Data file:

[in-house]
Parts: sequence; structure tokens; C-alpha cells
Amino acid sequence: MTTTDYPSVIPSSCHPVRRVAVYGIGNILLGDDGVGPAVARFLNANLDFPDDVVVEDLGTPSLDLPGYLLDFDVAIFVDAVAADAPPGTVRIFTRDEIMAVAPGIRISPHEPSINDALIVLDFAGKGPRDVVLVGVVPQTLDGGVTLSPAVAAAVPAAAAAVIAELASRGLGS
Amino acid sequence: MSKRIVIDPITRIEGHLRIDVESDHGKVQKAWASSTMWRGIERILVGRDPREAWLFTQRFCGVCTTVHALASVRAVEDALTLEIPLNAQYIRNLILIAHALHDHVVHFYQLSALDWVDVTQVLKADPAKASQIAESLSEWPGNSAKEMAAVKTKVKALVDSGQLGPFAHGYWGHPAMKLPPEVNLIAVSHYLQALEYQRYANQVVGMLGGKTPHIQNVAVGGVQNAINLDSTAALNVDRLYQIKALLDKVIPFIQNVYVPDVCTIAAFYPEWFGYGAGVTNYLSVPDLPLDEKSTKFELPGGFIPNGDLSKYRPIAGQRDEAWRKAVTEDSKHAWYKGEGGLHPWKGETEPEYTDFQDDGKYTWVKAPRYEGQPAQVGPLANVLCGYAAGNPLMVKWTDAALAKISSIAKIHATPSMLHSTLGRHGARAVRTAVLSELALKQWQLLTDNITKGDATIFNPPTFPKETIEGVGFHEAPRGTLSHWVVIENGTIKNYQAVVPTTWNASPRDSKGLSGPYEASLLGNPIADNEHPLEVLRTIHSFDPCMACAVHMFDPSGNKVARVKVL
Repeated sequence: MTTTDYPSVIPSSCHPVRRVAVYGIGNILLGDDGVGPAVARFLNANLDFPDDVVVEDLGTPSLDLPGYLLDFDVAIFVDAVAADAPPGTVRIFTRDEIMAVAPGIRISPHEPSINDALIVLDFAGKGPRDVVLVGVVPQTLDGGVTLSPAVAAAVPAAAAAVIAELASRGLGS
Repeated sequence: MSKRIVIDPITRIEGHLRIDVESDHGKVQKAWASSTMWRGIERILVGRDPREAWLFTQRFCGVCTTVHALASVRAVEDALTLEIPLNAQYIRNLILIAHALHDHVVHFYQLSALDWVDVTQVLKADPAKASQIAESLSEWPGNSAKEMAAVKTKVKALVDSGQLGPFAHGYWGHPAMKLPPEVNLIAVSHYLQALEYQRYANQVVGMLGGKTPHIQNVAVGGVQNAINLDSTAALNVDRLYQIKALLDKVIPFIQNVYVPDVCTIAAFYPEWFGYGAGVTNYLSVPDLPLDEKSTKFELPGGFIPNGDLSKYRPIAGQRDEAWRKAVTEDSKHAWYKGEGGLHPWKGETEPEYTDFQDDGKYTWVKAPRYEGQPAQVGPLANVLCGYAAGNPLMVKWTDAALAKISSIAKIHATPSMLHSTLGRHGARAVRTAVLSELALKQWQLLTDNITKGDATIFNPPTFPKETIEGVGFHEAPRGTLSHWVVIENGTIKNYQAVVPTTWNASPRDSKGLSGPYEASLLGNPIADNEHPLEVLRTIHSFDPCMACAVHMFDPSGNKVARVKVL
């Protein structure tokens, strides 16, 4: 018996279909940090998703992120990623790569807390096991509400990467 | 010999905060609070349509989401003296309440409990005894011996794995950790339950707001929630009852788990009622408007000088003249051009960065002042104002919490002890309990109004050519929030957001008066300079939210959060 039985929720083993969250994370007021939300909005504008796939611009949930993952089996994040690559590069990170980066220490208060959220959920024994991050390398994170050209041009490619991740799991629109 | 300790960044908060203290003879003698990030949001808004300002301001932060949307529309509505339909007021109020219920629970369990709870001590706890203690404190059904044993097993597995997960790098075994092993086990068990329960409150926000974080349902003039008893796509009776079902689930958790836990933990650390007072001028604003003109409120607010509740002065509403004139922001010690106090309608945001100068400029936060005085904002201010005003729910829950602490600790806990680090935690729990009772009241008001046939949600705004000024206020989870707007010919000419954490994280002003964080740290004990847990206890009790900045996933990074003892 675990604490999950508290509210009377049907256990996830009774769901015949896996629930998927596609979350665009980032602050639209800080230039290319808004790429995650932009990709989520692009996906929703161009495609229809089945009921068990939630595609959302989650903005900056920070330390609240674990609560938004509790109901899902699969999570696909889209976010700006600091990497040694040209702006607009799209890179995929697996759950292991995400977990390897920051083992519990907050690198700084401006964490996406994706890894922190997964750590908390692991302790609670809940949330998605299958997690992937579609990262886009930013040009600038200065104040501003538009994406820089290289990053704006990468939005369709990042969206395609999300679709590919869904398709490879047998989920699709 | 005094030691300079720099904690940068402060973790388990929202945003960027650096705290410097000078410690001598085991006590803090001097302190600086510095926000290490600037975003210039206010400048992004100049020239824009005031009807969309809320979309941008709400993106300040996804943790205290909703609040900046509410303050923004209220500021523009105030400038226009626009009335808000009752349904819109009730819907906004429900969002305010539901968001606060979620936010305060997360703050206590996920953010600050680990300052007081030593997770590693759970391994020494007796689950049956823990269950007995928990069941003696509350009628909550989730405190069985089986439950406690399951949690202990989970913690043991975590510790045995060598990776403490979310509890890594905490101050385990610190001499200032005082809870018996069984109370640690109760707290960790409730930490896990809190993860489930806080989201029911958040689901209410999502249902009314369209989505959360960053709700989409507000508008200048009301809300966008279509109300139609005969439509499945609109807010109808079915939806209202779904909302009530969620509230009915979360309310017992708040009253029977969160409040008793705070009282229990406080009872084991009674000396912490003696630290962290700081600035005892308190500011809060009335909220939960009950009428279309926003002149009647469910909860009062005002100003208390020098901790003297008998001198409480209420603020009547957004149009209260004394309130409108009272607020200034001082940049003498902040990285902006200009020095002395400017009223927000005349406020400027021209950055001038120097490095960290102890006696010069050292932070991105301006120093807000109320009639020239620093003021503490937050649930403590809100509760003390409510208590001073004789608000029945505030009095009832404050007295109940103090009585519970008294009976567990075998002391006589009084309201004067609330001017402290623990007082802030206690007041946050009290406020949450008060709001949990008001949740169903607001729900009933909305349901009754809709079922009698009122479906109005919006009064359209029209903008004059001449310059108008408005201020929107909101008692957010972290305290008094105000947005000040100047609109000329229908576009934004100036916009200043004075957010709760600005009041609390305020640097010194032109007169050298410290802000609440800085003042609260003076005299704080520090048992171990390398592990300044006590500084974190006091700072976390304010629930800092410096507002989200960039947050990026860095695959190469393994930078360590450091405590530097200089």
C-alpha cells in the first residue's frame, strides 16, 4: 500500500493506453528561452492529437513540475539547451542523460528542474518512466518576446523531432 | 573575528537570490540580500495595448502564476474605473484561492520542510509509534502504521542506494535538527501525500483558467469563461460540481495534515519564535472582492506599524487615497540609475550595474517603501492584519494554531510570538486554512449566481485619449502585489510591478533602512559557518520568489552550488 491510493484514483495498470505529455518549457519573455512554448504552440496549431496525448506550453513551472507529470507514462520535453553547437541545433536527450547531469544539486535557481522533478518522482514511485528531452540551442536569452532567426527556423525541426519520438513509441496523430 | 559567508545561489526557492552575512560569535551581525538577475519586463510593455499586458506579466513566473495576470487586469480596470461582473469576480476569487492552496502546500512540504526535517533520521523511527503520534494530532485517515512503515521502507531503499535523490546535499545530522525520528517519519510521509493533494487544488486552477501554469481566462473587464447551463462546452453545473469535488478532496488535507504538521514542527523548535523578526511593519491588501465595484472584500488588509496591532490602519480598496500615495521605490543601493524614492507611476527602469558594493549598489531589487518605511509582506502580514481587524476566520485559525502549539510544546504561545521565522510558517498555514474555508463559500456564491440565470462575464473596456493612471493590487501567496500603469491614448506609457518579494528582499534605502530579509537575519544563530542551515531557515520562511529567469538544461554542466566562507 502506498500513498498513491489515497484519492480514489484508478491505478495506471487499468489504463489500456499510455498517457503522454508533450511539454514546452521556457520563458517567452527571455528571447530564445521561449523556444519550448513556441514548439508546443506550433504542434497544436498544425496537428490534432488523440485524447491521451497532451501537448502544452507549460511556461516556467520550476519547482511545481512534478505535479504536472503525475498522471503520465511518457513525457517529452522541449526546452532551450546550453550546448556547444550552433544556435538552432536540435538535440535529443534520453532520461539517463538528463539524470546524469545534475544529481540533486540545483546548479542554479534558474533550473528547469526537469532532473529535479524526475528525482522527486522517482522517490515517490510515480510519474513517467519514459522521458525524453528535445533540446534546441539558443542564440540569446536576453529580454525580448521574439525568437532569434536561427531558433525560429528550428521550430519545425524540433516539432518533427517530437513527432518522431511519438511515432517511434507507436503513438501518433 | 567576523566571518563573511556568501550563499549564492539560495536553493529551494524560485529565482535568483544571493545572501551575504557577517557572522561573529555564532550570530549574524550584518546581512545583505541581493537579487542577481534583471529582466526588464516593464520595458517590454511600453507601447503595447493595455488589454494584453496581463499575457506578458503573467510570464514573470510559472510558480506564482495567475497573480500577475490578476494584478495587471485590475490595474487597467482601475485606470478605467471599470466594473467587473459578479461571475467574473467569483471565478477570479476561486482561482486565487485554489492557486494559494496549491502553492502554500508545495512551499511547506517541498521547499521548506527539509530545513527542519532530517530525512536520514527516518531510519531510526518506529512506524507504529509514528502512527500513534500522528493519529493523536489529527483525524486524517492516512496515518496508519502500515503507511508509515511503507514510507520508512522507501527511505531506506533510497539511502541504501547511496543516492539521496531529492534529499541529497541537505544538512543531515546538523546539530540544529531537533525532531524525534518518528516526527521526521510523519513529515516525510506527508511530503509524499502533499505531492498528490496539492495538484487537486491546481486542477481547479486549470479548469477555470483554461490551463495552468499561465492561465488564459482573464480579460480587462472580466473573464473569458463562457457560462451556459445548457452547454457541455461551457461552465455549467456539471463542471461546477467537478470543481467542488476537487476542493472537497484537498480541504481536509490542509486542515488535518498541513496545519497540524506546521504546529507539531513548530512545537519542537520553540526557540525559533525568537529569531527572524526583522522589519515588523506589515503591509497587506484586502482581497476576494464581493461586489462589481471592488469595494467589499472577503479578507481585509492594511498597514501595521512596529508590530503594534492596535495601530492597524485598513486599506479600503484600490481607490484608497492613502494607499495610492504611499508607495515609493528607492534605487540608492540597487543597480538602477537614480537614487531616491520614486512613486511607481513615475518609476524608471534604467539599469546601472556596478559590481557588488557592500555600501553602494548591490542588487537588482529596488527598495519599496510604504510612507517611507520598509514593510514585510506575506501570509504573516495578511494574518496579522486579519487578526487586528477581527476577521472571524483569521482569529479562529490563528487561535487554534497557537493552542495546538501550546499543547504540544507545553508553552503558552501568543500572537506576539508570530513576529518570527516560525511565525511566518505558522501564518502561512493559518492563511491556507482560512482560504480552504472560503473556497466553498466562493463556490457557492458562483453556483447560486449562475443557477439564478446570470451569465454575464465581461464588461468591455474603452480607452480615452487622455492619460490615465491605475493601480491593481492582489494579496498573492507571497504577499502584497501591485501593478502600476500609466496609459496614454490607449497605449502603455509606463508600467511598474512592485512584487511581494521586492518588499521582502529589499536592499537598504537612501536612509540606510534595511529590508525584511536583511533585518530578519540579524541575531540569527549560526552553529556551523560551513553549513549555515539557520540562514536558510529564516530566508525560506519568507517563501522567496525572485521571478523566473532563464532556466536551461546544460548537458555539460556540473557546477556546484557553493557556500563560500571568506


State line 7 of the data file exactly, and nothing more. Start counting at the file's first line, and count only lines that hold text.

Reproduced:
């Protein structure tokens, strides 16, 4: 018996279909940090998703992120990623790569807390096991509400990467 | 010999905060609070349509989401003296309440409990005894011996794995950790339950707001929630009852788990009622408007000088003249051009960065002042104002919490002890309990109004050519929030957001008066300079939210959060 039985929720083993969250994370007021939300909005504008796939611009949930993952089996994040690559590069990170980066220490208060959220959920024994991050390398994170050209041009490619991740799991629109 | 300790960044908060203290003879003698990030949001808004300002301001932060949307529309509505339909007021109020219920629970369990709870001590706890203690404190059904044993097993597995997960790098075994092993086990068990329960409150926000974080349902003039008893796509009776079902689930958790836990933990650390007072001028604003003109409120607010509740002065509403004139922001010690106090309608945001100068400029936060005085904002201010005003729910829950602490600790806990680090935690729990009772009241008001046939949600705004000024206020989870707007010919000419954490994280002003964080740290004990847990206890009790900045996933990074003892 675990604490999950508290509210009377049907256990996830009774769901015949896996629930998927596609979350665009980032602050639209800080230039290319808004790429995650932009990709989520692009996906929703161009495609229809089945009921068990939630595609959302989650903005900056920070330390609240674990609560938004509790109901899902699969999570696909889209976010700006600091990497040694040209702006607009799209890179995929697996759950292991995400977990390897920051083992519990907050690198700084401006964490996406994706890894922190997964750590908390692991302790609670809940949330998605299958997690992937579609990262886009930013040009600038200065104040501003538009994406820089290289990053704006990468939005369709990042969206395609999300679709590919869904398709490879047998989920699709 | 005094030691300079720099904690940068402060973790388990929202945003960027650096705290410097000078410690001598085991006590803090001097302190600086510095926000290490600037975003210039206010400048992004100049020239824009005031009807969309809320979309941008709400993106300040996804943790205290909703609040900046509410303050923004209220500021523009105030400038226009626009009335808000009752349904819109009730819907906004429900969002305010539901968001606060979620936010305060997360703050206590996920953010600050680990300052007081030593997770590693759970391994020494007796689950049956823990269950007995928990069941003696509350009628909550989730405190069985089986439950406690399951949690202990989970913690043991975590510790045995060598990776403490979310509890890594905490101050385990610190001499200032005082809870018996069984109370640690109760707290960790409730930490896990809190993860489930806080989201029911958040689901209410999502249902009314369209989505959360960053709700989409507000508008200048009301809300966008279509109300139609005969439509499945609109807010109808079915939806209202779904909302009530969620509230009915979360309310017992708040009253029977969160409040008793705070009282229990406080009872084991009674000396912490003696630290962290700081600035005892308190500011809060009335909220939960009950009428279309926003002149009647469910909860009062005002100003208390020098901790003297008998001198409480209420603020009547957004149009209260004394309130409108009272607020200034001082940049003498902040990285902006200009020095002395400017009223927000005349406020400027021209950055001038120097490095960290102890006696010069050292932070991105301006120093807000109320009639020239620093003021503490937050649930403590809100509760003390409510208590001073004789608000029945505030009095009832404050007295109940103090009585519970008294009976567990075998002391006589009084309201004067609330001017402290623990007082802030206690007041946050009290406020949450008060709001949990008001949740169903607001729900009933909305349901009754809709079922009698009122479906109005919006009064359209029209903008004059001449310059108008408005201020929107909101008692957010972290305290008094105000947005000040100047609109000329229908576009934004100036916009200043004075957010709760600005009041609390305020640097010194032109007169050298410290802000609440800085003042609260003076005299704080520090048992171990390398592990300044006590500084974190006091700072976390304010629930800092410096507002989200960039947050990026860095695959190469393994930078360590450091405590530097200089």